6. analyzing the financial responsibilities of citizenship, including evaluating common forms of credit, savings, investments, purchases, contractual agreements, warranties, and guarantees.

GOVT.1

The student will demonstrate skills for historical thinking, geographical analysis, economic decision making, and responsible citizenship by

  1. planning inquiries by synthesizing information from diverse primary and secondary sources;
  2. analyzing how political and economic trends influence public policy, using demographic information and other data sources;
  3. comparing and contrasting historical, cultural, economic, and political perspectives;
  4. evaluating critically the quality, accuracy, and validity of information to determine misconceptions, fact and opinion, and bias;
  5. constructing informed, analytic arguments using evidence from multiple sources to introduce and support substantive and significant claims;
  6. explaining how cause-and-effect relationships impact political and economic events;
  7. taking knowledgeable, constructive action, individually and collaboratively, to address school, community, local, state, national, and global issues;
  8. using a decision-making model to analyze the costs and benefits of a specific choice, considering incentives and possible consequences;
  9. applying civic virtues and democratic principles to make collaborative decisions; and
  10. communicating conclusions orally and in writing to a wide range of audiences, using evidence from multiple sources and citing specific sources.

GOVT.15

The student will apply social science skills to understand the role of government in the Virginia and United States economies by

  1. describing the provision of government goods and services that are not readily produced by the market;
  2. describing government’s establishment and maintenance of the rules and institutions in which markets operate, including the establishment and enforcement of property rights, contracts, consumer rights, labor-management relations, environmental protection, and competition in the marketplace;
  3. investigating and describing the types and purposes of taxation that are used by local, state, and federal governments to pay for services provided by the government;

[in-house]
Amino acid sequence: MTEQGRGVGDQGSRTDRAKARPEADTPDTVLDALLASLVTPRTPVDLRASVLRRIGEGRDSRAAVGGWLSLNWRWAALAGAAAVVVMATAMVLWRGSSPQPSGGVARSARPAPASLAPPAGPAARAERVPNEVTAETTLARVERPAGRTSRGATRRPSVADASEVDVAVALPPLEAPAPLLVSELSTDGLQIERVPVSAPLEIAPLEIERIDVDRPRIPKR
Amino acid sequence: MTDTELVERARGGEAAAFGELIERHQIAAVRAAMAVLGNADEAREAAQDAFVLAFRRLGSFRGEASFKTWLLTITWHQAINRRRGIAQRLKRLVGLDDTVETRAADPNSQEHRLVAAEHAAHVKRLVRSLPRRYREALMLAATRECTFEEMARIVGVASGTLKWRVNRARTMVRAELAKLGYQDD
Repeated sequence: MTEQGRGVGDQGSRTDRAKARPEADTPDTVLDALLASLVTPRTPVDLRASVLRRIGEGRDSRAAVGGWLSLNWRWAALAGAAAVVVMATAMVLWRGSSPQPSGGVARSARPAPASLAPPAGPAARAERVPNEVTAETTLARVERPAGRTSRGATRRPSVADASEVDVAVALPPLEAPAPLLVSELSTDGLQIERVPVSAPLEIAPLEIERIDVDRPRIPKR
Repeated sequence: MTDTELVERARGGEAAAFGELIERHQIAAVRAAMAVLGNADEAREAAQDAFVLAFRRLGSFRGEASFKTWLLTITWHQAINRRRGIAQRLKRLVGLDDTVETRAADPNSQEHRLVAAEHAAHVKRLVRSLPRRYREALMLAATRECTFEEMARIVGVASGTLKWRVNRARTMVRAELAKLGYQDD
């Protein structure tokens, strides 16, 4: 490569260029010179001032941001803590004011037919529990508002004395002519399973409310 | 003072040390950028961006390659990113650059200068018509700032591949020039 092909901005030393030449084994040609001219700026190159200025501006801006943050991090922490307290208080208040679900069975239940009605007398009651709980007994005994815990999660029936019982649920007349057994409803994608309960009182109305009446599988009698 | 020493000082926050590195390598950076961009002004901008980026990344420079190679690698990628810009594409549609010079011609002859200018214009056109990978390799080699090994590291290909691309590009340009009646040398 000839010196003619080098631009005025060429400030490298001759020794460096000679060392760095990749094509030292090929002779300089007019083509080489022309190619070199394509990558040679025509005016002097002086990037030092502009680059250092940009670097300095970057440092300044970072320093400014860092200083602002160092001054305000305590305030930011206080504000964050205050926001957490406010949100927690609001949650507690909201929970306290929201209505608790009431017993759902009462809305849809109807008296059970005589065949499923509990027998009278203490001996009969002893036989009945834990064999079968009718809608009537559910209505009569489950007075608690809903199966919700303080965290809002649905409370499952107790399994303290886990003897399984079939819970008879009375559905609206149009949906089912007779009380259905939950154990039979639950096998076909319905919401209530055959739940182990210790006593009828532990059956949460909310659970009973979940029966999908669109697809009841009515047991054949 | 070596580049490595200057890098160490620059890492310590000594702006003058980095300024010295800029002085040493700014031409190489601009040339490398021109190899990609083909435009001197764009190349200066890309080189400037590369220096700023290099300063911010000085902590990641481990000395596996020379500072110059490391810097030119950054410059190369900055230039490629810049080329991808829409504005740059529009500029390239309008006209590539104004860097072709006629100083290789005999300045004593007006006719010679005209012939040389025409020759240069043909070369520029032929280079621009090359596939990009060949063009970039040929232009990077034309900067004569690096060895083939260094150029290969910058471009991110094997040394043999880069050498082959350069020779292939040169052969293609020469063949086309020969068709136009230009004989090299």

4. analyzing how Congress can use fiscal policy to stabilize the economy;
  5. describing the effects of the Federal Reserve’s monetary policy on price stability, employment, and the economy; and
  6. evaluating the trade-offs in government decisions.

GOVT.16

The student will apply social science skills to understand that in a democratic republic, thoughtful and effective participation in civic life is characterized by

  1. exercising personal character traits such as trustworthiness, responsibility, and honesty;
  2. obeying the law and paying taxes;
  3. serving as a juror;
  4. participating in the political process and voting in local, state, and national elections;
  5. performing public service;
  6. keeping informed about current issues;
  7. respecting differing opinions and the rights of others;
  8. practicing personal and fiscal responsibility;
  9. demonstrating the knowledge, skills, and attitudes that foster the responsible and respectful use of digital media; and
  10. practicing patriotism.

USI.1

The student will demonstrate skills for historical thinking, geographical analysis, economic decision making, and responsible citizenship, by

  1. analyzing and interpreting artifacts and primary and secondary sources to understand events in United States history;
  2. analyzing and interpreting geographic information to determine patterns and trends in United States history;
  3. interpreting charts, graphs, and pictures to determine characteristics of people, places, or events in United States history;
  4. using evidence to draw conclusions and make generalizations;
  5. comparing and contrasting historical, cultural, and political perspectives in United States history;
  6. determining relationships with multiple causes or effects in United States history;
  7. explaining connections across time and place;
  8. using a decision-making model to identify the costs and benefits of a specific choice made;
  9. identifying the rights and responsibilities of citizenship and the ethical use of material or intellectual property; and
  10. investigating and researching to develop products orally and in writing.

USII.1

The student will demonstrate skills for historical thinking, geographical analysis, economic decision making, and responsible citizenship by

  1. analyzing and interpreting artifacts and primary and secondary sources to understand events in United States history;
  2. analyzing and interpreting geographic information to determine patterns and trends in United States history;
  3. interpreting charts, graphs, and pictures to determine characteristics of people, places, or events in United States history;
  4. using evidence to draw conclusions and make generalizations;
  5. comparing and contrasting historical, cultural, and political perspectives in United States history;
  6. determining relationships with multiple causes or effects in United States history;